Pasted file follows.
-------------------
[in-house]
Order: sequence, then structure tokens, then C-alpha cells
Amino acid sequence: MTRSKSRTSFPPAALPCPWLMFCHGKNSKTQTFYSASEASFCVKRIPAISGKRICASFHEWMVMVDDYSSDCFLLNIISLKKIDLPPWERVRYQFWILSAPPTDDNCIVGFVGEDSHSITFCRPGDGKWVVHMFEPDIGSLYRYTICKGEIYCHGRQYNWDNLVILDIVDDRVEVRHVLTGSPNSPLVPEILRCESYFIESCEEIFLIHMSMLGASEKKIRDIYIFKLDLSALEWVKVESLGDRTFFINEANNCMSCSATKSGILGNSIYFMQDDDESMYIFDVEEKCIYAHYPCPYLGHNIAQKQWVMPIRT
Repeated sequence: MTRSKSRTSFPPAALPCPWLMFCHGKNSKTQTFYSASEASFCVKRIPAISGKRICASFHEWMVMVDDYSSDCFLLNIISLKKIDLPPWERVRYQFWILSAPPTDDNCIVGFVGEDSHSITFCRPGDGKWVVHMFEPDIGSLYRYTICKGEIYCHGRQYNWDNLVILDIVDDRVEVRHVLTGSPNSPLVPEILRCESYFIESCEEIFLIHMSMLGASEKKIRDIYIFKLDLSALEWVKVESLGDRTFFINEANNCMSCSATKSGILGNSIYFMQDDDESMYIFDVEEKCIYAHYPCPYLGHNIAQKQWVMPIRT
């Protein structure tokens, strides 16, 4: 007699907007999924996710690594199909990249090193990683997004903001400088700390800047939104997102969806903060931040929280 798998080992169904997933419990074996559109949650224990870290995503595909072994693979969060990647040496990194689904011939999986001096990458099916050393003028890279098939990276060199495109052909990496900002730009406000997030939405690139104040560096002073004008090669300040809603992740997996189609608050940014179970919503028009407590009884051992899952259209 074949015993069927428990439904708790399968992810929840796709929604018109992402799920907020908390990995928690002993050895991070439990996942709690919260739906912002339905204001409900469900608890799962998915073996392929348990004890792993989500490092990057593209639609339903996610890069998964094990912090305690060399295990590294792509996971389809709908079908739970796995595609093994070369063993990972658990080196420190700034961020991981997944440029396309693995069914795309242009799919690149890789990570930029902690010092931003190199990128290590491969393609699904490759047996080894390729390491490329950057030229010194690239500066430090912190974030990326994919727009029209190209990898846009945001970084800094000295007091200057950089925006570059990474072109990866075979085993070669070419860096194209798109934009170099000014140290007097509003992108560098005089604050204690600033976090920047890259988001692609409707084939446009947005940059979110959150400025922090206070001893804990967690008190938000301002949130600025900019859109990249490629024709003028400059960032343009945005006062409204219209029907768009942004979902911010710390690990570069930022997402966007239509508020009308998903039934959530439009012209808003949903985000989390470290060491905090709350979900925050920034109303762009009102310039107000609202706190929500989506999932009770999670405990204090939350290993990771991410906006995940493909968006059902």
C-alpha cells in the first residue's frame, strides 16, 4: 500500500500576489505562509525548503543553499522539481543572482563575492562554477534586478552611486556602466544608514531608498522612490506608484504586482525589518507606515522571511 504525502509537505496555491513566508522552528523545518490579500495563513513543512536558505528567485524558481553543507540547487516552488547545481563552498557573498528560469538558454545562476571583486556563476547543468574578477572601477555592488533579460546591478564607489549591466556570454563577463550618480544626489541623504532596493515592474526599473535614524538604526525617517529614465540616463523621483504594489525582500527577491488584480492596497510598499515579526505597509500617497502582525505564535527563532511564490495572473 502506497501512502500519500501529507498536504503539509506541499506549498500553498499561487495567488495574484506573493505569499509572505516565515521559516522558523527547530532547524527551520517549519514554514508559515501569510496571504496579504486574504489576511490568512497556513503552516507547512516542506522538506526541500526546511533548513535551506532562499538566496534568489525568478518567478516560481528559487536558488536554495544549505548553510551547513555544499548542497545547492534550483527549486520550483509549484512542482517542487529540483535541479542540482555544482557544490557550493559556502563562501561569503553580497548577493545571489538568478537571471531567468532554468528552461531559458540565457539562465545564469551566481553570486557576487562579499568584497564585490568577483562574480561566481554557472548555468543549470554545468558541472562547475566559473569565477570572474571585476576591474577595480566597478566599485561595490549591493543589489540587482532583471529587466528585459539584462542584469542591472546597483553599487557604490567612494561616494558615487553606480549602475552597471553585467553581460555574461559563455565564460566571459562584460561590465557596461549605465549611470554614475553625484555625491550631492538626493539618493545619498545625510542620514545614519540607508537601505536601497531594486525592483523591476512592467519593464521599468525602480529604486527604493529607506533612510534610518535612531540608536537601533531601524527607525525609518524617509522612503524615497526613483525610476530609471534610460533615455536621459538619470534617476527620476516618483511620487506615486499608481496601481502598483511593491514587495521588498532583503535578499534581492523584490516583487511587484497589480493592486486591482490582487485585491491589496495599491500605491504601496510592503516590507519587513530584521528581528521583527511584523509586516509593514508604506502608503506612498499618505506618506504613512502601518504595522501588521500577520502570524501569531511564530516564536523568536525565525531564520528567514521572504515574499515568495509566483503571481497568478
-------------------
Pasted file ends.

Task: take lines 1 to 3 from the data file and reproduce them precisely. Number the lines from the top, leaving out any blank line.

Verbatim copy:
[in-house]
Order: sequence, then structure tokens, then C-alpha cells
Amino acid sequence: MTRSKSRTSFPPAALPCPWLMFCHGKNSKTQTFYSASEASFCVKRIPAISGKRICASFHEWMVMVDDYSSDCFLLNIISLKKIDLPPWERVRYQFWILSAPPTDDNCIVGFVGEDSHSITFCRPGDGKWVVHMFEPDIGSLYRYTICKGEIYCHGRQYNWDNLVILDIVDDRVEVRHVLTGSPNSPLVPEILRCESYFIESCEEIFLIHMSMLGASEKKIRDIYIFKLDLSALEWVKVESLGDRTFFINEANNCMSCSATKSGILGNSIYFMQDDDESMYIFDVEEKCIYAHYPCPYLGHNIAQKQWVMPIRT